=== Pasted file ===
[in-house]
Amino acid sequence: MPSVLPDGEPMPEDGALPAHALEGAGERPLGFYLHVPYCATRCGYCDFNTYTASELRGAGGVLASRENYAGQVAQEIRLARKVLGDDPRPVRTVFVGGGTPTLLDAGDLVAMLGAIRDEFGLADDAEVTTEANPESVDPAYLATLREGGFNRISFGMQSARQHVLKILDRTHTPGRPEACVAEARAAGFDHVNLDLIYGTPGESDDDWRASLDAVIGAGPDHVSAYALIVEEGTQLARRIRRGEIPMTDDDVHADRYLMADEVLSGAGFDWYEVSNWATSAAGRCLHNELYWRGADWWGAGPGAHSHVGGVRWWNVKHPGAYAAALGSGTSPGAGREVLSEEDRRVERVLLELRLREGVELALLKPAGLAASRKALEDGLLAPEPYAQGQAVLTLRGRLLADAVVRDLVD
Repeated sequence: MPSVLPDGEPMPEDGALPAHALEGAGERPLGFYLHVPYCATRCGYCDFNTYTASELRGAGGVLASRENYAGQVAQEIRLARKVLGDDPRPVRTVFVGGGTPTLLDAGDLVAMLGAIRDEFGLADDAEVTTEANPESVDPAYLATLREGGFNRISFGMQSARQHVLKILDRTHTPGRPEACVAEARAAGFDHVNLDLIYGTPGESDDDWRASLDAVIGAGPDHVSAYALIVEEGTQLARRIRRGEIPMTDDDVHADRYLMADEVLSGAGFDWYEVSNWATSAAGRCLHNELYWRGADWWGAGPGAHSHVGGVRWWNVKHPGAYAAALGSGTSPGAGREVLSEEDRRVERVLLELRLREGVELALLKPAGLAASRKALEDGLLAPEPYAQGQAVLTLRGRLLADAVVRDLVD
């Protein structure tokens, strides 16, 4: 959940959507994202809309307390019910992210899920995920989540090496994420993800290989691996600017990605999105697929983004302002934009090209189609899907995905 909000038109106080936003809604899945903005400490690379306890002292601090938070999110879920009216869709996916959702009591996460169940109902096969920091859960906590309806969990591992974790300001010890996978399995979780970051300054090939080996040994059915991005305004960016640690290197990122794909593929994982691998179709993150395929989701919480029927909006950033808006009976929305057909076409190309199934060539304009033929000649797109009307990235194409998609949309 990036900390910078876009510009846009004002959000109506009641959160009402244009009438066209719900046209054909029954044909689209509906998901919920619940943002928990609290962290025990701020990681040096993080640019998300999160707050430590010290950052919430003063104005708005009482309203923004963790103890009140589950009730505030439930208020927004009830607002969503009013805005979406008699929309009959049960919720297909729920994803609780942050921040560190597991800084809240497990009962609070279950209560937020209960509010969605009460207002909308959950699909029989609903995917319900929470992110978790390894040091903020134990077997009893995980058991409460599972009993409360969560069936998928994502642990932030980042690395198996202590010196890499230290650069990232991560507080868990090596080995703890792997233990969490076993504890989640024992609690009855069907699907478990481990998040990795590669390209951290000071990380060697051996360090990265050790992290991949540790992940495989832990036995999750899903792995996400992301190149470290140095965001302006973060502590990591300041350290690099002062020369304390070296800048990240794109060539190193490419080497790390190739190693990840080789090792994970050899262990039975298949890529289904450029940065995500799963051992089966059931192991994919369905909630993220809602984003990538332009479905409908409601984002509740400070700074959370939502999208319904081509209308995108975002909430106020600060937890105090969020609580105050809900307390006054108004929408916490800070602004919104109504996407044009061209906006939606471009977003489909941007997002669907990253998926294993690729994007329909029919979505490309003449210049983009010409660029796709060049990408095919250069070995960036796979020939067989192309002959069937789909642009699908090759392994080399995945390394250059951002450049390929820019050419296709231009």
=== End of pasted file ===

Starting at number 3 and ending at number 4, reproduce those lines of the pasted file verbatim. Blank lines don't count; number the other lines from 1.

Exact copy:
Repeated sequence: MPSVLPDGEPMPEDGALPAHALEGAGERPLGFYLHVPYCATRCGYCDFNTYTASELRGAGGVLASRENYAGQVAQEIRLARKVLGDDPRPVRTVFVGGGTPTLLDAGDLVAMLGAIRDEFGLADDAEVTTEANPESVDPAYLATLREGGFNRISFGMQSARQHVLKILDRTHTPGRPEACVAEARAAGFDHVNLDLIYGTPGESDDDWRASLDAVIGAGPDHVSAYALIVEEGTQLARRIRRGEIPMTDDDVHADRYLMADEVLSGAGFDWYEVSNWATSAAGRCLHNELYWRGADWWGAGPGAHSHVGGVRWWNVKHPGAYAAALGSGTSPGAGREVLSEEDRRVERVLLELRLREGVELALLKPAGLAASRKALEDGLLAPEPYAQGQAVLTLRGRLLADAVVRDLVD
């Protein structure tokens, strides 16, 4: 959940959507994202809309307390019910992210899920995920989540090496994420993800290989691996600017990605999105697929983004302002934009090209189609899907995905 909000038109106080936003809604899945903005400490690379306890002292601090938070999110879920009216869709996916959702009591996460169940109902096969920091859960906590309806969990591992974790300001010890996978399995979780970051300054090939080996040994059915991005305004960016640690290197990122794909593929994982691998179709993150395929989701919480029927909006950033808006009976929305057909076409190309199934060539304009033929000649797109009307990235194409998609949309 990036900390910078876009510009846009004002959000109506009641959160009402244009009438066209719900046209054909029954044909689209509906998901919920619940943002928990609290962290025990701020990681040096993080640019998300999160707050430590010290950052919430003063104005708005009482309203923004963790103890009140589950009730505030439930208020927004009830607002969503009013805005979406008699929309009959049960919720297909729920994803609780942050921040560190597991800084809240497990009962609070279950209560937020209960509010969605009460207002909308959950699909029989609903995917319900929470992110978790390894040091903020134990077997009893995980058991409460599972009993409360969560069936998928994502642990932030980042690395198996202590010196890499230290650069990232991560507080868990090596080995703890792997233990969490076993504890989640024992609690009855069907699907478990481990998040990795590669390209951290000071990380060697051996360090990265050790992290991949540790992940495989832990036995999750899903792995996400992301190149470290140095965001302006973060502590990591300041350290690099002062020369304390070296800048990240794109060539190193490419080497790390190739190693990840080789090792994970050899262990039975298949890529289904450029940065995500799963051992089966059931192991994919369905909630993220809602984003990538332009479905409908409601984002509740400070700074959370939502999208319904081509209308995108975002909430106020600060937890105090969020609580105050809900307390006054108004929408916490800070602004919104109504996407044009061209906006939606471009977003489909941007997002669907990253998926294993690729994007329909029919979505490309003449210049983009010409660029796709060049990408095919250069070995960036796979020939067989192309002959069937789909642009699908090759392994080399995945390394250059951002450049390929820019050419296709231009």